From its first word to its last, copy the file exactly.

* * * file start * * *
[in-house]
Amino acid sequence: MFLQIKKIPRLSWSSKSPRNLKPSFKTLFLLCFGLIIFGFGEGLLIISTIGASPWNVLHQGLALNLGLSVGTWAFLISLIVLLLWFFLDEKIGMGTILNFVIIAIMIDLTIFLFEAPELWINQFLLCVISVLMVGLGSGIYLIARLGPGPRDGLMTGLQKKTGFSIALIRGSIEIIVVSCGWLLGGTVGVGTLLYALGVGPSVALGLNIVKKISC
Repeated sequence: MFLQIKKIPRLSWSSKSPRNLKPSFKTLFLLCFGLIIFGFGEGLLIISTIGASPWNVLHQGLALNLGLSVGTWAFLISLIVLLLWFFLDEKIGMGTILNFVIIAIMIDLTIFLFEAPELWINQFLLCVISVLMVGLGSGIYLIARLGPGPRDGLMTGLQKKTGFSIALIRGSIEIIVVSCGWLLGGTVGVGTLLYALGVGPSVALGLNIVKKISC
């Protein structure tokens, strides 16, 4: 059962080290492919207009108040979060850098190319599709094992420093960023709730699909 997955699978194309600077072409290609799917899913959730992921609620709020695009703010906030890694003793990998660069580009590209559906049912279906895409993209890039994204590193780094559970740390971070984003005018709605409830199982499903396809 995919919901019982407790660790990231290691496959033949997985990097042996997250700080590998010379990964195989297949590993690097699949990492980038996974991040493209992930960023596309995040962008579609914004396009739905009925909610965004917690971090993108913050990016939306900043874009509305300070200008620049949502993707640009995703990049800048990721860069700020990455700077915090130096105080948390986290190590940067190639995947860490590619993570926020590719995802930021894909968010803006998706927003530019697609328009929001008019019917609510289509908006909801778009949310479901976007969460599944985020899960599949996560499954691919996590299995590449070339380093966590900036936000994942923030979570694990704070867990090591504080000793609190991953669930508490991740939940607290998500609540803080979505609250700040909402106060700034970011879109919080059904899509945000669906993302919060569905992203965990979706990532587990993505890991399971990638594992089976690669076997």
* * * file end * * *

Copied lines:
[in-house]
Amino acid sequence: MFLQIKKIPRLSWSSKSPRNLKPSFKTLFLLCFGLIIFGFGEGLLIISTIGASPWNVLHQGLALNLGLSVGTWAFLISLIVLLLWFFLDEKIGMGTILNFVIIAIMIDLTIFLFEAPELWINQFLLCVISVLMVGLGSGIYLIARLGPGPRDGLMTGLQKKTGFSIALIRGSIEIIVVSCGWLLGGTVGVGTLLYALGVGPSVALGLNIVKKISC
Repeated sequence: MFLQIKKIPRLSWSSKSPRNLKPSFKTLFLLCFGLIIFGFGEGLLIISTIGASPWNVLHQGLALNLGLSVGTWAFLISLIVLLLWFFLDEKIGMGTILNFVIIAIMIDLTIFLFEAPELWINQFLLCVISVLMVGLGSGIYLIARLGPGPRDGLMTGLQKKTGFSIALIRGSIEIIVVSCGWLLGGTVGVGTLLYALGVGPSVALGLNIVKKISC
């Protein structure tokens, strides 16, 4: 059962080290492919207009108040979060850098190319599709094992420093960023709730699909 997955699978194309600077072409290609799917899913959730992921609620709020695009703010906030890694003793990998660069580009590209559906049912279906895409993209890039994204590193780094559970740390971070984003005018709605409830199982499903396809 995919919901019982407790660790990231290691496959033949997985990097042996997250700080590998010379990964195989297949590993690097699949990492980038996974991040493209992930960023596309995040962008579609914004396009739905009925909610965004917690971090993108913050990016939306900043874009509305300070200008620049949502993707640009995703990049800048990721860069700020990455700077915090130096105080948390986290190590940067190639995947860490590619993570926020590719995802930021894909968010803006998706927003530019697609328009929001008019019917609510289509908006909801778009949310479901976007969460599944985020899960599949996560499954691919996590299995590449070339380093966590900036936000994942923030979570694990704070867990090591504080000793609190991953669930508490991740939940607290998500609540803080979505609250700040909402106060700034970011879109919080059904899509945000669906993302919060569905992203965990979706990532587990993505890991399971990638594992089976690669076997």